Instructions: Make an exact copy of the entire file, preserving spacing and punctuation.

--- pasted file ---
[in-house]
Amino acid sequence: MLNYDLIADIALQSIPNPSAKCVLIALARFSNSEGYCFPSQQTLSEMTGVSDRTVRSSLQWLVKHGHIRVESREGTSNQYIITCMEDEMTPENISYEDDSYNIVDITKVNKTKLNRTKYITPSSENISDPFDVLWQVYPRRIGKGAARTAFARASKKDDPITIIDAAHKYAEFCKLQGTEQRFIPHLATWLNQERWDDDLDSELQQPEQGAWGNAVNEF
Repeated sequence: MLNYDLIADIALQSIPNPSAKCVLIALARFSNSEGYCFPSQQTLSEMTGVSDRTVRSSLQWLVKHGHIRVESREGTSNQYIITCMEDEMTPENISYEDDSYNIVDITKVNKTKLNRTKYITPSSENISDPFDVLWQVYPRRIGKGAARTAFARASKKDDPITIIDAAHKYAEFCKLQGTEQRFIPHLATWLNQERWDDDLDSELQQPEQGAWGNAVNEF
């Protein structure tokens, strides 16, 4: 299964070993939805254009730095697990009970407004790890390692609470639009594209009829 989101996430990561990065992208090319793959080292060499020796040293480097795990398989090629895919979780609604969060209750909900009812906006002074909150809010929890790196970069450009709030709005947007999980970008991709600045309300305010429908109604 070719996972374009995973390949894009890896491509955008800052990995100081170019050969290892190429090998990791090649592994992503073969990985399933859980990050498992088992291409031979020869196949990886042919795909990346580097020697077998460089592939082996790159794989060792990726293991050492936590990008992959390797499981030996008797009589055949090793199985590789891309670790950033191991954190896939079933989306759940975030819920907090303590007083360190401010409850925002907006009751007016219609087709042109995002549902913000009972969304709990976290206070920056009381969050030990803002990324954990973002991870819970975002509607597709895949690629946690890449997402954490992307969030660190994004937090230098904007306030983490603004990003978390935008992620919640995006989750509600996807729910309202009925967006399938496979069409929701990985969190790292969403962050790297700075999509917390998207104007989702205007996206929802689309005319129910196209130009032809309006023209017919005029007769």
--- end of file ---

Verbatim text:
[in-house]
Amino acid sequence: MLNYDLIADIALQSIPNPSAKCVLIALARFSNSEGYCFPSQQTLSEMTGVSDRTVRSSLQWLVKHGHIRVESREGTSNQYIITCMEDEMTPENISYEDDSYNIVDITKVNKTKLNRTKYITPSSENISDPFDVLWQVYPRRIGKGAARTAFARASKKDDPITIIDAAHKYAEFCKLQGTEQRFIPHLATWLNQERWDDDLDSELQQPEQGAWGNAVNEF
Repeated sequence: MLNYDLIADIALQSIPNPSAKCVLIALARFSNSEGYCFPSQQTLSEMTGVSDRTVRSSLQWLVKHGHIRVESREGTSNQYIITCMEDEMTPENISYEDDSYNIVDITKVNKTKLNRTKYITPSSENISDPFDVLWQVYPRRIGKGAARTAFARASKKDDPITIIDAAHKYAEFCKLQGTEQRFIPHLATWLNQERWDDDLDSELQQPEQGAWGNAVNEF
């Protein structure tokens, strides 16, 4: 299964070993939805254009730095697990009970407004790890390692609470639009594209009829 989101996430990561990065992208090319793959080292060499020796040293480097795990398989090629895919979780609604969060209750909900009812906006002074909150809010929890790196970069450009709030709005947007999980970008991709600045309300305010429908109604 070719996972374009995973390949894009890896491509955008800052990995100081170019050969290892190429090998990791090649592994992503073969990985399933859980990050498992088992291409031979020869196949990886042919795909990346580097020697077998460089592939082996790159794989060792990726293991050492936590990008992959390797499981030996008797009589055949090793199985590789891309670790950033191991954190896939079933989306759940975030819920907090303590007083360190401010409850925002907006009751007016219609087709042109995002549902913000009972969304709990976290206070920056009381969050030990803002990324954990973002991870819970975002509607597709895949690629946690890449997402954490992307969030660190994004937090230098904007306030983490603004990003978390935008992620919640995006989750509600996807729910309202009925967006399938496979069409929701990985969190790292969403962050790297700075999509917390998207104007989702205007996206929802689309005319129910196209130009032809309006023209017919005029007769």